Under a new energy regulation passed in March, to apply from the start of 2009, the government is offering SWF 0.20/kWh (EUR 0.124/kWh) for the first five years of operation, subsequently dropping to SWF 0.17/kWh (EUR 0.105/kWh) for turbines on sites in windy areas. Although the rate is an improvement on the current SWF 0.15/kWh, the new regulation rules out additional income from sale of renewable energy certificates, which currently brings in about another SWF 0.10/kWh (EUR 0.06/kWh) in "ecological value," points out Reto Rigassi of Suisse Eole.
The stated intention of the new law is to make wind generation viable on sites with typical Swiss winds. Rigassi says Suisse Eole will monitor progress under the new pricing regime for three years to see if the purpose of the law is being achieved. By that time it will be evident that the rate is not high enough, he claims. Alternatively, Suisse Eole may appeal to parliament now or even take the government to court. The association had called for a rate of SWF 0.28/kWh (EUR 0.17/kWh) dropping to SWF 0.20/kWh (EUR 0.12/kWh).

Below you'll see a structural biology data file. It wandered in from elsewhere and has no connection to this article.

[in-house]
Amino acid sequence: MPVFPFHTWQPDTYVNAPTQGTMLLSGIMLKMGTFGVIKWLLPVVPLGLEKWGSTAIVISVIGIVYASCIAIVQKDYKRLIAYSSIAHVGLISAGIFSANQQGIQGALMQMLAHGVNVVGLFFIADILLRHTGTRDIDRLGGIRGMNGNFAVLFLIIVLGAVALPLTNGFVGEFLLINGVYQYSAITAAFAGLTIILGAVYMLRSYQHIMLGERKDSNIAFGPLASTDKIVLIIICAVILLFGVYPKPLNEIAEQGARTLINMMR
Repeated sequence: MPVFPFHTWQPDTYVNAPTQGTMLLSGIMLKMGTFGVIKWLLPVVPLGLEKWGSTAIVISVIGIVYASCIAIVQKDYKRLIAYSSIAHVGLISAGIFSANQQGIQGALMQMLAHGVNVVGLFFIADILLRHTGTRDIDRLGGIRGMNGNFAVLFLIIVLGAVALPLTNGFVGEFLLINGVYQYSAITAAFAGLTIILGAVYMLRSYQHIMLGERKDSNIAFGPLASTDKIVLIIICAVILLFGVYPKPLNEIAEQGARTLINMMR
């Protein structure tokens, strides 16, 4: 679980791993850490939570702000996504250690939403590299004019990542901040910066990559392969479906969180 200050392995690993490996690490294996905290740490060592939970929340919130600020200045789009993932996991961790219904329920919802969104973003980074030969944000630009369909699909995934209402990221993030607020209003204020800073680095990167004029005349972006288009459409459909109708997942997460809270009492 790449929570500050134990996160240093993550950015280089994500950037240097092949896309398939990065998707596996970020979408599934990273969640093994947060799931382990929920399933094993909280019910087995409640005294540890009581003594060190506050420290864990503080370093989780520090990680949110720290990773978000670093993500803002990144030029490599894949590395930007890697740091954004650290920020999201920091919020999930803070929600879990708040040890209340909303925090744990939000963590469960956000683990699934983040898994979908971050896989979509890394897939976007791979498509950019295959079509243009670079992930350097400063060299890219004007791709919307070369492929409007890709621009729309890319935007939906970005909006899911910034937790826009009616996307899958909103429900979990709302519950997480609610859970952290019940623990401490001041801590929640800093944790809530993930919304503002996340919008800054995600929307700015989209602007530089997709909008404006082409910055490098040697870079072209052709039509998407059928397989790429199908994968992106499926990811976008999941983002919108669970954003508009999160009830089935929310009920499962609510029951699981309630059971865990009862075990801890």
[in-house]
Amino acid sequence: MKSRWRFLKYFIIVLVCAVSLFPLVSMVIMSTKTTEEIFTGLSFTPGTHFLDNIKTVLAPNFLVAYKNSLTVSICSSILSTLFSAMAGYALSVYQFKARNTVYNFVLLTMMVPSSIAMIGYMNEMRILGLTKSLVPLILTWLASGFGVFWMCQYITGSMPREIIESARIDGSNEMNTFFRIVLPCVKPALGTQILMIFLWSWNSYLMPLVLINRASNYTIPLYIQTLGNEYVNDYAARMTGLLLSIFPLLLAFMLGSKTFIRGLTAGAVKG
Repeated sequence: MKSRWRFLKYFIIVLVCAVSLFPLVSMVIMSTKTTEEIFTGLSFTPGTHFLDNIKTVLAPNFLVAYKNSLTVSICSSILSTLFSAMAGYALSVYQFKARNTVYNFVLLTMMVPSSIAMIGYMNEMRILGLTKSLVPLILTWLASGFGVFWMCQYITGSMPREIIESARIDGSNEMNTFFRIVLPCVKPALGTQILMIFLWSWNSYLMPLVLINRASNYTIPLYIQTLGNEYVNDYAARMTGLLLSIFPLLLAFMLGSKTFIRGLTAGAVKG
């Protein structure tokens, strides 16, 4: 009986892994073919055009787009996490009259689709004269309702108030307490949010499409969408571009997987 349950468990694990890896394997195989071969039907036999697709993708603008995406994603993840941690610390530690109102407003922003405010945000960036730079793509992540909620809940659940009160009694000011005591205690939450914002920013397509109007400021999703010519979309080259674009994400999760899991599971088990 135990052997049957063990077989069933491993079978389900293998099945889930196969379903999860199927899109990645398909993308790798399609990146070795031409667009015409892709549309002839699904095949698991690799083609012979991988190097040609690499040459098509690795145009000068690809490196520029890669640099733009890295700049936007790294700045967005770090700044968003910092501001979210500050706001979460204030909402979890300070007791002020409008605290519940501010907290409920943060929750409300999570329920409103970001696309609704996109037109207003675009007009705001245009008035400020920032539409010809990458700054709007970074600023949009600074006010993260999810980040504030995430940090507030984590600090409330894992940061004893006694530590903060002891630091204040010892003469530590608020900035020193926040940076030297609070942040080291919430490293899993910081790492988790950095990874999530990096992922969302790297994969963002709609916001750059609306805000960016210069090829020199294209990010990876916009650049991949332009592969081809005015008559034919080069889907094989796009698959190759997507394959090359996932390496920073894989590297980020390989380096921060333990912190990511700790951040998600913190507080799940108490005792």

The new energy regulation also allows for renewables generation to be sold directly into the voluntary eco-electricity market. But this market only paid for 9 GWh of generation, or some 6 MW, in 2006. Demand could expand two, three or fourfold and still not create a steady market, says Rigassi.
Switzerland currently has 11.25 MW of operating wind capacity. Another 11 projects with a combined capacity of 94 MW are at various stages of planning and earmarked to come on line before the end of 2012 if judged to be financially viable.